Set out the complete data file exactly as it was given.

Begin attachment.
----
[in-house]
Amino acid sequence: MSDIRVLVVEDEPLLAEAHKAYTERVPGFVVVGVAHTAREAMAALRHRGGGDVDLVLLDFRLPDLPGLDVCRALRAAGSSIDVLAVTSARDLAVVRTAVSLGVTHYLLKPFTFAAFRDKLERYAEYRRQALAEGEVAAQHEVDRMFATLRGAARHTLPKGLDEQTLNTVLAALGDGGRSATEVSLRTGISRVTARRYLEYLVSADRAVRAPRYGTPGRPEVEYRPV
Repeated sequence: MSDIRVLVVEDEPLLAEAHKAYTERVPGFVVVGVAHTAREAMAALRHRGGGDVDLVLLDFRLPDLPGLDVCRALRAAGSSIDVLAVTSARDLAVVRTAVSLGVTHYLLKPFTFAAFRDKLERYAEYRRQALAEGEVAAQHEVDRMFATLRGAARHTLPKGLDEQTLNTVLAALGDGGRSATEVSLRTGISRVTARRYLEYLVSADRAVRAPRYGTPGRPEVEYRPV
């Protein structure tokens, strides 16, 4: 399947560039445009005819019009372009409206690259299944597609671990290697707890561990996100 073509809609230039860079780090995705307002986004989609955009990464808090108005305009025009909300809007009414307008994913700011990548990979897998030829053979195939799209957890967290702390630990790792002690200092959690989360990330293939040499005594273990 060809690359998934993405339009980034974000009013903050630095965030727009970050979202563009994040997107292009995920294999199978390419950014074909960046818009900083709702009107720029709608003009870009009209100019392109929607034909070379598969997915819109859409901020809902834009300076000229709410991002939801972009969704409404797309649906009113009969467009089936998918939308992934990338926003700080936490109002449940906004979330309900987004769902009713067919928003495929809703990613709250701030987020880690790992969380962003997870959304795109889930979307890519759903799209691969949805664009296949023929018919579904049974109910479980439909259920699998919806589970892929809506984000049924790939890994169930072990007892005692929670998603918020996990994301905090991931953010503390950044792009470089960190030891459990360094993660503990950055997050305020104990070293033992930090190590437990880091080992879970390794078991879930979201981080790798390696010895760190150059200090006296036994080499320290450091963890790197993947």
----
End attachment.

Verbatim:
[in-house]
Amino acid sequence: MSDIRVLVVEDEPLLAEAHKAYTERVPGFVVVGVAHTAREAMAALRHRGGGDVDLVLLDFRLPDLPGLDVCRALRAAGSSIDVLAVTSARDLAVVRTAVSLGVTHYLLKPFTFAAFRDKLERYAEYRRQALAEGEVAAQHEVDRMFATLRGAARHTLPKGLDEQTLNTVLAALGDGGRSATEVSLRTGISRVTARRYLEYLVSADRAVRAPRYGTPGRPEVEYRPV
Repeated sequence: MSDIRVLVVEDEPLLAEAHKAYTERVPGFVVVGVAHTAREAMAALRHRGGGDVDLVLLDFRLPDLPGLDVCRALRAAGSSIDVLAVTSARDLAVVRTAVSLGVTHYLLKPFTFAAFRDKLERYAEYRRQALAEGEVAAQHEVDRMFATLRGAARHTLPKGLDEQTLNTVLAALGDGGRSATEVSLRTGISRVTARRYLEYLVSADRAVRAPRYGTPGRPEVEYRPV
């Protein structure tokens, strides 16, 4: 399947560039445009005819019009372009409206690259299944597609671990290697707890561990996100 073509809609230039860079780090995705307002986004989609955009990464808090108005305009025009909300809007009414307008994913700011990548990979897998030829053979195939799209957890967290702390630990790792002690200092959690989360990330293939040499005594273990 060809690359998934993405339009980034974000009013903050630095965030727009970050979202563009994040997107292009995920294999199978390419950014074909960046818009900083709702009107720029709608003009870009009209100019392109929607034909070379598969997915819109859409901020809902834009300076000229709410991002939801972009969704409404797309649906009113009969467009089936998918939308992934990338926003700080936490109002449940906004979330309900987004769902009713067919928003495929809703990613709250701030987020880690790992969380962003997870959304795109889930979307890519759903799209691969949805664009296949023929018919579904049974109910479980439909259920699998919806589970892929809506984000049924790939890994169930072990007892005692929670998603918020996990994301905090991931953010503390950044792009470089960190030891459990360094993660503990950055997050305020104990070293033992930090190590437990880091080992879970390794078991879930979201981080790798390696010895760190150059200090006296036994080499320290450091963890790197993947």